Monday, January 24, 2011

I Only Wish That I Made These Things Up!

I didn't have my camera with me today when the Rescue Squad, Fire Chief, Fire Truck, and paramedics showed up to take care of Hans.

I didn't take pictures of the blood all over our spring line, cockpit cushions, and helm pod cover.

And I think I'm kind of glad I didn't as I really don't want any visual reminders of what I consider to be one of the worst days of my life.

At the end of the day Hans received just 7 stitches in the palm of his left hand, has a very bruised and swollen knee, but he's alive and that's all that really matters.

Before I go any further though, I have to tell you the Rescue Squad was purely overkill (as was the stretcher they rolled up to us) and we were shocked and embarrassed (although Wilbur was thrilled) when they all showed up this morning after Hans informed a marina employee that he might need some stitches in his hand.

And to think that yesterday started out as a very uneventful day at sea.

Once again good old NOAA was completely wrong and the 15 knots of north wind that he promised were really 10-15 knots of south wind. I will never quite understand how these forecasts can be so wrong. The ocean was as smooth as glass so I went ahead and took advantage of this situation and made a pan of chocolate chip brownies.

We had hoped to sail as far as St. Catherines but since the winds didn't cooperate and it was getting late, we headed into Ossabaw Sound inlet. We decided that after days of cold nasty nights a marina might be a welcome relief, and with shore power Hans could watch the Steelers.

Here's a bit of trivia; water depths in the Ossabaw inlet can vary by 9 or more feet with the tides, and the currents just rip. We discovered that low tide is very low and at 6 PM we found ourselves aground at the entrance to the marina creek. And we draw two and a half to three feet!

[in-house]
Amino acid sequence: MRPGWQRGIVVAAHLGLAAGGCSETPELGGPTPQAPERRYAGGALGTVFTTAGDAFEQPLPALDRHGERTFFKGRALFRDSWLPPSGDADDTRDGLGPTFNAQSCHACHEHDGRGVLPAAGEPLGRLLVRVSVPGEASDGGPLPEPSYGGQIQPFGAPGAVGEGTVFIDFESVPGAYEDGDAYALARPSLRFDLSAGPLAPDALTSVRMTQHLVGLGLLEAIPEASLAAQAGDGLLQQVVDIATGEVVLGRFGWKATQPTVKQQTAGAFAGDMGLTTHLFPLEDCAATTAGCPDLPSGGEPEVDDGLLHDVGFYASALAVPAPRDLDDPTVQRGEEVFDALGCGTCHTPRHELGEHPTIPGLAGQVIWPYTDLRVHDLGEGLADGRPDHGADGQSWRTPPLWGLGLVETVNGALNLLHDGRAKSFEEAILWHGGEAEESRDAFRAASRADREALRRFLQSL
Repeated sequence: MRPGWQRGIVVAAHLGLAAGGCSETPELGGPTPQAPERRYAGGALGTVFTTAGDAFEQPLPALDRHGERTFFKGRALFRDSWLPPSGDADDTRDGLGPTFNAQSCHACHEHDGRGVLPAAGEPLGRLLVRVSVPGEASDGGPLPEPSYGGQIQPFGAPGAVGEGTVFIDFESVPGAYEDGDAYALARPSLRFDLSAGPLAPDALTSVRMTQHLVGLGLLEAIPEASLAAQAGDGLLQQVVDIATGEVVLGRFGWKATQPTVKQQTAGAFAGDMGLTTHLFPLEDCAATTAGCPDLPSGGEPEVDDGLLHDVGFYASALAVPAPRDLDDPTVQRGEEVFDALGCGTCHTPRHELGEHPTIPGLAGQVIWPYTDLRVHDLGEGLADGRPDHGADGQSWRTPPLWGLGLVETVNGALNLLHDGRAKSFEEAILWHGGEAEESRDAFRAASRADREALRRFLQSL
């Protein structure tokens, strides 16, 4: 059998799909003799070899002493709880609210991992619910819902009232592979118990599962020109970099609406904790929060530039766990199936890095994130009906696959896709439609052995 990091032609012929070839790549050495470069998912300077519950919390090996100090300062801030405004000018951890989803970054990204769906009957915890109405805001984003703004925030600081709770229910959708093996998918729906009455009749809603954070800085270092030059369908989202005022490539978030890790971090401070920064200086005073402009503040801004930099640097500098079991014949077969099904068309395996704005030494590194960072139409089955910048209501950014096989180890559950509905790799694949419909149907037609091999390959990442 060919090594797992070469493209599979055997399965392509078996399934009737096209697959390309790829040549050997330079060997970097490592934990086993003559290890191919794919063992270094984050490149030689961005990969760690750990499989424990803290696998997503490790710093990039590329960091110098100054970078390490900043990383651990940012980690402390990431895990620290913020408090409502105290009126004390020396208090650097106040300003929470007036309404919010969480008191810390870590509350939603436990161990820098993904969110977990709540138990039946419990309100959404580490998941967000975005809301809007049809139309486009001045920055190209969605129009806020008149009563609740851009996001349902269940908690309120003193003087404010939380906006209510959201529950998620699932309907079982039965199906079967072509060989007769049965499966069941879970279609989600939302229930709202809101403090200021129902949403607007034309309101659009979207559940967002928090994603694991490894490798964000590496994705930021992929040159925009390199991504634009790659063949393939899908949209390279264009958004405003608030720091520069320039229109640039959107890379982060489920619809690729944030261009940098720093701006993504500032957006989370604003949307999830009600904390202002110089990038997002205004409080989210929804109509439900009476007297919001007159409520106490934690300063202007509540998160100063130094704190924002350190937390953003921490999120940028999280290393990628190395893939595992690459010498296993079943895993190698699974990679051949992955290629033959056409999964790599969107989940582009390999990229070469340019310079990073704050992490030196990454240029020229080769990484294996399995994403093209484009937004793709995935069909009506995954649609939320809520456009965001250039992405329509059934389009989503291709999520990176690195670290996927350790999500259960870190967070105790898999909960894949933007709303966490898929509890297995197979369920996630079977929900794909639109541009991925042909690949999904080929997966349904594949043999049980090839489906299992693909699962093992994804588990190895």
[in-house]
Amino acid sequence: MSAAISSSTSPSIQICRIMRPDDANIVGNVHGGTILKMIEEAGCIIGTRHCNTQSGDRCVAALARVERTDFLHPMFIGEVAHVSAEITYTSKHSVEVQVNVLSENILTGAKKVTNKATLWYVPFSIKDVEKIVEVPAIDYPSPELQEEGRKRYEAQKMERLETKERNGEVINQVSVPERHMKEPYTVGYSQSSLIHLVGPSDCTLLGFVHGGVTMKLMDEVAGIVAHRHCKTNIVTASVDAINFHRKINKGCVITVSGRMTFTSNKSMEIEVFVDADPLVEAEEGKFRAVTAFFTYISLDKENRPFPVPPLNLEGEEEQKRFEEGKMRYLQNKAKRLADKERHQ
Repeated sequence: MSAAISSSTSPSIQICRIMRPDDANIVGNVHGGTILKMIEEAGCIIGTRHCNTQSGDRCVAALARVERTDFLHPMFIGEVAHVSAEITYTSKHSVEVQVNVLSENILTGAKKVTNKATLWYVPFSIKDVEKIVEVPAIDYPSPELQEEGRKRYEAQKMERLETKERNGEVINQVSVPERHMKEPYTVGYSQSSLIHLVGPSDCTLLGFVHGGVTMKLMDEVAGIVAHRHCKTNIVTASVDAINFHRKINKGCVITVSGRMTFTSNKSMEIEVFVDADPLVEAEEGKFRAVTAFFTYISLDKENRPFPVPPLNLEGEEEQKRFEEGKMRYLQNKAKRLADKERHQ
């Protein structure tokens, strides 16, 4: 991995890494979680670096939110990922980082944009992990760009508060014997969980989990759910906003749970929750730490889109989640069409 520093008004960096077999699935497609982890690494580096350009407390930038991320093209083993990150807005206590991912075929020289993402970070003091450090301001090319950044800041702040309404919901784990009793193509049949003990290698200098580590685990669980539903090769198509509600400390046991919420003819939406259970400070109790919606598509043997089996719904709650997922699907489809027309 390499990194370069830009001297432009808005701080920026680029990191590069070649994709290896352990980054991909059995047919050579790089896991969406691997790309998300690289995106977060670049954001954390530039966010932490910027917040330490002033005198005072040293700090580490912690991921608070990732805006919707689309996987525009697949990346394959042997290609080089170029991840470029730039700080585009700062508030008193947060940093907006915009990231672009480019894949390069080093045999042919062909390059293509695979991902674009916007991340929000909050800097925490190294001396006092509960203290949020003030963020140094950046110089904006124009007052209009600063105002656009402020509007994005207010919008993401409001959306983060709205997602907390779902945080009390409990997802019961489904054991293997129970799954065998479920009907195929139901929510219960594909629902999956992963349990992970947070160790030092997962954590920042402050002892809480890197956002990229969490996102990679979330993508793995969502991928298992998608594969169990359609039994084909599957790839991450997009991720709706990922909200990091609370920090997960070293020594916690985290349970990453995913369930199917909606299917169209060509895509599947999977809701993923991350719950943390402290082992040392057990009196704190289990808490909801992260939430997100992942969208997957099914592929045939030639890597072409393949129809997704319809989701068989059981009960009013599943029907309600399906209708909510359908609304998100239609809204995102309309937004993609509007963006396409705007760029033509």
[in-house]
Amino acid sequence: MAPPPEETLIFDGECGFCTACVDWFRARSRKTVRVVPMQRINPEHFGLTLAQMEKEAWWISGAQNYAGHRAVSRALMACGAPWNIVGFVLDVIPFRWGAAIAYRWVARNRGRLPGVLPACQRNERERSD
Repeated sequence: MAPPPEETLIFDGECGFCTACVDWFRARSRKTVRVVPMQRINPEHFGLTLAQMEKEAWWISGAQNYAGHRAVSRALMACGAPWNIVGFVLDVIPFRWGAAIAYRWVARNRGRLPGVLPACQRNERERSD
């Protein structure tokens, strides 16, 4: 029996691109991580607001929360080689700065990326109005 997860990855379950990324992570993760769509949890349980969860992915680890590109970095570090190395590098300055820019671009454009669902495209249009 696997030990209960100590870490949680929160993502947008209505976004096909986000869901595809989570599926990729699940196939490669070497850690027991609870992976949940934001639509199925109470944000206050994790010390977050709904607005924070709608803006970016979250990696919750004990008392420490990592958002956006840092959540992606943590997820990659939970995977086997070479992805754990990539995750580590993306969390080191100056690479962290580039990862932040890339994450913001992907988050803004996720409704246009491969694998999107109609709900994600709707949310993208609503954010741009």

Hans immediately shut down the engines so as not to suck a bunch of sludge and sand into the engines and we thought, 'Now what?' Just then a small motor boat came down the creek and the owner, a former tow boat captain who was on his way home managed to pull us off. By now it was dark and he led us up to the marina, helped us tie up, and absolutely refused payment. "We've all been there," he laughed.

After anchoring in three nights of bitter cold temps, we were so happy to finally be able to relax and use our space heater, I made Tuna Tettrazini (Tuna Helper!), and we watched the Steelers beat the Jets. All was well.

And then at 4 AM everything went wrong.

What happened next is exactly what boaters should never do.

Hans woke up at close to four o'clock and realized that our space heater wasn't working. A glance at the navigation station revealed that our shore power was no longer connected and our inverter had shut down our batteries.

That's when Hans broke our iron clad rule. Never go above at night unless someone else knows about it. I was apprised of this situation when a huge bang woke me up. Hans wasn't in bed, he wasn't in the head or salon, and then I found the cockpit door open.

"I'm in the water," Hans shouted when I emerged from the cabin, and there he was, pinned between our boat and the dock in at least four knots of bitter cold, outgoing current.

He looked stunned and I knew we didn't have much time. I didn't agree with him but Hans felt he should try to get to our swim ladder while I hysterically babbled about throwing him a life preserver which would obviously not get him out of the water. Somehow he managed to pull himself along the dock (against the current) and then lunge over to our stern which was swinging well away from the dock, and partially swim and grab at our boat until he reached the starboard side. I dropped the swim ladder and up he came. His sweat pants were down around his knees and he had to strip them off before he could heave his way into the cockpit.